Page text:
Campus Europae

Author(s): Krzysztof Kaluzny updated and revised by Bernd Justin Jütte (March 2010)
Institution/Organisation: Campus Europae (LU)



1.1 Scope of the initiative

The European University Foundation – Campus Europae is a pan-European network of universities for enhanced student exchange and academic development in a European context. The partner universities are:

The main objective of Campus Europae (CE) is to enhance student mobility in the framework of the network of member universities. Campus Europae movers have the opportunity to spend two years of their combined undergraduate and graduate studies at two different universities in addition to their home institution. This enables them to learn the two languages of the host universities with the objective to actively take part in the academic, social and cultural life of the host university.

1.2 Range of languages studied

On of the aims of CE is to promote all languages spoken and taught at the member institutions; and especially to motivate students to learn minor languages. In order to fulfill the requirements which lead to the awarding of a certificate, or in case of two completed years a degree, students have to learn the official language of the host university. Therefore in the framework of the CE-network the following languages are taught: French, German, Spanish, Italian, Portuguese, Polish, Serbian, Lithuanian, Latvian, Russian, Turkish and Finnish. Luxemburgish maintains a status of exclusivity.

1.3 Learning outcomes

According to the Campus Europae language concept students learn a language in three main phases:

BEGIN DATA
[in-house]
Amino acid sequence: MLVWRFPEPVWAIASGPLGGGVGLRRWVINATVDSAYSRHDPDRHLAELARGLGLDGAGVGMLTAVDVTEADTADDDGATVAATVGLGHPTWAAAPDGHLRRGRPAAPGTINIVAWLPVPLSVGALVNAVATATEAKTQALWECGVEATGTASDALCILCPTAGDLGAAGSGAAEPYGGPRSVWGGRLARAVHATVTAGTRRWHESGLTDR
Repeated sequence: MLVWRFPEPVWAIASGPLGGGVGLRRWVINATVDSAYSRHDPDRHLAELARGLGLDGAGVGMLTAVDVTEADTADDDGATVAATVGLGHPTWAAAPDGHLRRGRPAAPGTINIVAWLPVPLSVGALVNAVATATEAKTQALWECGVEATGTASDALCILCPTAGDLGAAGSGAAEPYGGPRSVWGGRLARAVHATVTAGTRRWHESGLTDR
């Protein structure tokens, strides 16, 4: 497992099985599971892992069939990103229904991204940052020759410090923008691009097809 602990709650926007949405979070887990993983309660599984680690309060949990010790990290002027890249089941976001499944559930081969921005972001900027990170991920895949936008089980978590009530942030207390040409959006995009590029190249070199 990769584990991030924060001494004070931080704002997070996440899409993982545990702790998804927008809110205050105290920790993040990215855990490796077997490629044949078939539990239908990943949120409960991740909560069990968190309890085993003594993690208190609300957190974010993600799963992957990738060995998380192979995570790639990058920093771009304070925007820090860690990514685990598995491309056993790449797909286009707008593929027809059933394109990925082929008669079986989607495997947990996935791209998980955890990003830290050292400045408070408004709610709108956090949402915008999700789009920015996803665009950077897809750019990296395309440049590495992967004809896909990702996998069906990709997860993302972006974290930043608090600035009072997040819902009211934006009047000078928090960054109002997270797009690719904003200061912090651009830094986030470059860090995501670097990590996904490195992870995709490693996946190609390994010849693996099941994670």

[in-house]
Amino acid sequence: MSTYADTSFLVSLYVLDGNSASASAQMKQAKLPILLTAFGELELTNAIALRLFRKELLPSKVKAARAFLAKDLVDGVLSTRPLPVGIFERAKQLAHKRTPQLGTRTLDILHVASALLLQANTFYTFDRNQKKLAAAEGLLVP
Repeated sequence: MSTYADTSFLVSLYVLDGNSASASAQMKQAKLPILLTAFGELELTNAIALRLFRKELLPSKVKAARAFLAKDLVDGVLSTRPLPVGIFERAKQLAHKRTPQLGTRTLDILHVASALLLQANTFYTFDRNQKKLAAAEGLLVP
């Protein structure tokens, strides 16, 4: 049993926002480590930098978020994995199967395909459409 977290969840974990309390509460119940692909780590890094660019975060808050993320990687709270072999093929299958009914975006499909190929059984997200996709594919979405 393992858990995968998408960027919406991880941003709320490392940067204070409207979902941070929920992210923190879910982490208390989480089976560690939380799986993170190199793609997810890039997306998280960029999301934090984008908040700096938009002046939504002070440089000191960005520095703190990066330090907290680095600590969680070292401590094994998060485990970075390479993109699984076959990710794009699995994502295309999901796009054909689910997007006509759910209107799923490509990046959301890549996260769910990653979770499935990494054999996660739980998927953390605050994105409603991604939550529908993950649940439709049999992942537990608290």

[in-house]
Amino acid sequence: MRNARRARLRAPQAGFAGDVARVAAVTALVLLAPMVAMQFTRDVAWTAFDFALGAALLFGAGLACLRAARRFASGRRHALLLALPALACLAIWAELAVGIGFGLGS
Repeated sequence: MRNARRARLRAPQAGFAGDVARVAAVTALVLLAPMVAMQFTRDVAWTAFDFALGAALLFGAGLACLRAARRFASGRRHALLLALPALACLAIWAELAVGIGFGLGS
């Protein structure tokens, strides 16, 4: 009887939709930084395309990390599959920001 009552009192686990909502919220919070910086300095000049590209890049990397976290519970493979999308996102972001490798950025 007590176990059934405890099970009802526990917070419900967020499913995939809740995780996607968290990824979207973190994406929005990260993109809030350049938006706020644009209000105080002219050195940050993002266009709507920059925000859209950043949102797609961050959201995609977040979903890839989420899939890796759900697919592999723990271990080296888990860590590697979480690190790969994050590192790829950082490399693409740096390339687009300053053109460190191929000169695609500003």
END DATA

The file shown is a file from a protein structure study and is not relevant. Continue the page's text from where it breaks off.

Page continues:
1. Pre-departure e-language courses in the Hook Up! Courses are given online through assignments, interactive learning material and active teaching via internet telephone and video classes. Currently the project is partly financed by the European Union.
  2. Campus Europae Intensive Language Courses CE movers take part in 4 – 6 weeks language course with a minimum of six contact hours/day, prior to the beginning of the academic year. After those courses students are able to communicate on an A2 level of the CEFRL, enabling them to deal with situations of daily life and bringing them closer to the local, native community.
  3. Language courses during the whole academic year The less intensive language courses continue during the first and the second semester parallel to the study program. In this way CE Movers should obtain a B1 level at the end of the first semester and finish a whole year reaching B2 level. Fulfilling the language requirements is one of the most important criteria to be entitled to the CE-Certificate; and after two cycles the CE-Degree. Not in all, but in the majority of the study programs ECTS points gained on the language courses are recognized by the home institution.


1.4 Practical realization

Intensive courses as well as the accompanying language courses during the first and the second semester are obligatory for CE participants. In most universities both courses are awarded ECTS credits. Universities are encouraged to offer courses in English for international students during the first semester in order to facilitate the language transition into the local language. However, not all study programs are adjusted to provide enough courses in English. The Campus Europae Student Council is a provider of the ‘Buddy Network’ – a network of local students who provide mentors for every CE mover. They help incoming students to get acquainted with a university, city and local student life. In this way CE movers get integrated in a local community more quickly, which facilitates the language learning process.   
A supporting part in the CE (language) concept are Learning Employability Places (LEPs). Students have an opportunity to combine their exchange year with a professional experience in local enterprises or institutions. LEPs only occupy a limited time budget but are intended to last throughout the exchange year in order to continuously improve the subject-related language skills in a professional environment.



2.1 Context